I can't stand this left wing hysteria about Obama "wanting" a grand bargain. The guy wants to keep the economy and the society moving forward and he has to try to figure out a way to bargain with terrorists to do it. It should be obvious that neither Obama nor the dems are interested in a "Grand Bargain" they just talk like they are in order to try to get something, anything, done that will assist the country out of the recession and out of having an Republicans in power. Once the Republicans are gone we can actually talk about having a politics that goes between center and left. Until then its just not in the cards. But I think it should be obvious that Obama isn't all about granny starving--why would he be? If he could cut the military he probably would.

You go into negotiations with the options you have, not with the options you don't have.

Other than that steve is right--if its a question of "what the republicans will accept" the answer is: nothing. they will never accept anything that Obama proposes because of a sneaking suspicion that accepting the deal might make someone, somewhere, happy. (Keynes, I think).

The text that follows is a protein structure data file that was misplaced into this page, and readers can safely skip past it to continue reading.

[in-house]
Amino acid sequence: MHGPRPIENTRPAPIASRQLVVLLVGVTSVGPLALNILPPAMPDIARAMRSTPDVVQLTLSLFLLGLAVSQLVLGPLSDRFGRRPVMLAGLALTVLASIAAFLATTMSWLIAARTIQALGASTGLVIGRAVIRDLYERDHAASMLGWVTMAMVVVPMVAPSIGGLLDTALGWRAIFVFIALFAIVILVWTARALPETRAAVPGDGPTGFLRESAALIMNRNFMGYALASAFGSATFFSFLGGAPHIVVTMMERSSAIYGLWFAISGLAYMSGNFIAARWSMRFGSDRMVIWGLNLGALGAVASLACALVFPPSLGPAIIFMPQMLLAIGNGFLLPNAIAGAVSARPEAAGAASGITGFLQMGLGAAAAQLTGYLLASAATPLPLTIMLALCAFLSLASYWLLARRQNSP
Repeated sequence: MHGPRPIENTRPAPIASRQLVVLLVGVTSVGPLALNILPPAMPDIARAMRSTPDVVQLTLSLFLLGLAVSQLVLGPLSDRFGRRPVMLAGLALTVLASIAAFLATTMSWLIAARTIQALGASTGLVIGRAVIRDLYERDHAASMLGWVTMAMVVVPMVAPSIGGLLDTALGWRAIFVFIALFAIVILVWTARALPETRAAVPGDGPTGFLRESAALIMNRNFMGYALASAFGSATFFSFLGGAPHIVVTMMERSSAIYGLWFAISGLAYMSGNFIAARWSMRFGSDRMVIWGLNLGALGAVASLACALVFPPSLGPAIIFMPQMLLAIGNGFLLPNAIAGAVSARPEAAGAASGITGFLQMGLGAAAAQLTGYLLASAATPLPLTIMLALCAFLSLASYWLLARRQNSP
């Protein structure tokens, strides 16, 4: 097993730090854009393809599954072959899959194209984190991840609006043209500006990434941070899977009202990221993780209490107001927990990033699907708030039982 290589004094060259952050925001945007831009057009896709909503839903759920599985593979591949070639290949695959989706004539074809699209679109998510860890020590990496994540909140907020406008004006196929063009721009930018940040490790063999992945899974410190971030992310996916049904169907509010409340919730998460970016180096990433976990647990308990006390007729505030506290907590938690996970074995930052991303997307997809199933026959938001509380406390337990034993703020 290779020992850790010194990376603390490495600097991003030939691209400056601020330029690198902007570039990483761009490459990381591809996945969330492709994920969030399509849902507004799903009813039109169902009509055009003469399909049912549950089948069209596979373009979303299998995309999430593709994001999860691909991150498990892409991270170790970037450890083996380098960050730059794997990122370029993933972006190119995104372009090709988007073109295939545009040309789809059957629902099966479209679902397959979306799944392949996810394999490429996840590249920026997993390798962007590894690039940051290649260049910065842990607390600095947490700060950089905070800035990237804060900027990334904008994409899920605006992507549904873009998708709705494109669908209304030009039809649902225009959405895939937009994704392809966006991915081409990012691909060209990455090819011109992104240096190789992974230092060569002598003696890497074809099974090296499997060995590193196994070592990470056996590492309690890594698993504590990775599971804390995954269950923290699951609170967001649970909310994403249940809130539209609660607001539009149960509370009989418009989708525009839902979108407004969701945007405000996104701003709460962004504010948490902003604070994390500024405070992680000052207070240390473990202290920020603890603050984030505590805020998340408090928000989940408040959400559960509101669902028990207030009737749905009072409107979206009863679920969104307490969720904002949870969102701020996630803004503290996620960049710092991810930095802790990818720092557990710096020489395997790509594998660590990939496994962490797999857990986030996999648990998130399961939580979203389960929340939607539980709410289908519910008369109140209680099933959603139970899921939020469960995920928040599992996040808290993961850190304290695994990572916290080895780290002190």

The New York Crank said...

Hey, hey! Listen up! Just pay some attention!

I'm one of those riled-up left wing hysterics, and I'm taking umbrage at some of the things I'm reading here.

From everything I've read, Obama's "Grand Bargain" includes a grand slap in the face to the weakest members of our society — the oldest, the sickest, the weakest, the poorest.

Chained CPI is just the beginning. Means testing is a minefield. How much means is means? If you have no income other than Social Security, but have $60,000 in the bank, will that be sufficient "means" to cut off your Social Security until the well is dry? How much means do they mean? Or will we decide how much money to take out of the old man's purse after we cut it and count the coins inside?

Truth is, modest and incremental increases in the taxes of people in the highest income brackets would be a huge lever toward raising America's living standard and lifting some of our most wretched (and near-wretched) out of misery. And taxing the richest might be a way to eventually getting the middle class to willingly (although not cheerfully) make a few mild sacrifices, too.

But don't throw the far right a few bones of compromise when those bones are my mother's, and they are still supporting her living body.

When all of America needs is a fair shake, not a handshake.

Very, very crankily yours,
The New York Crank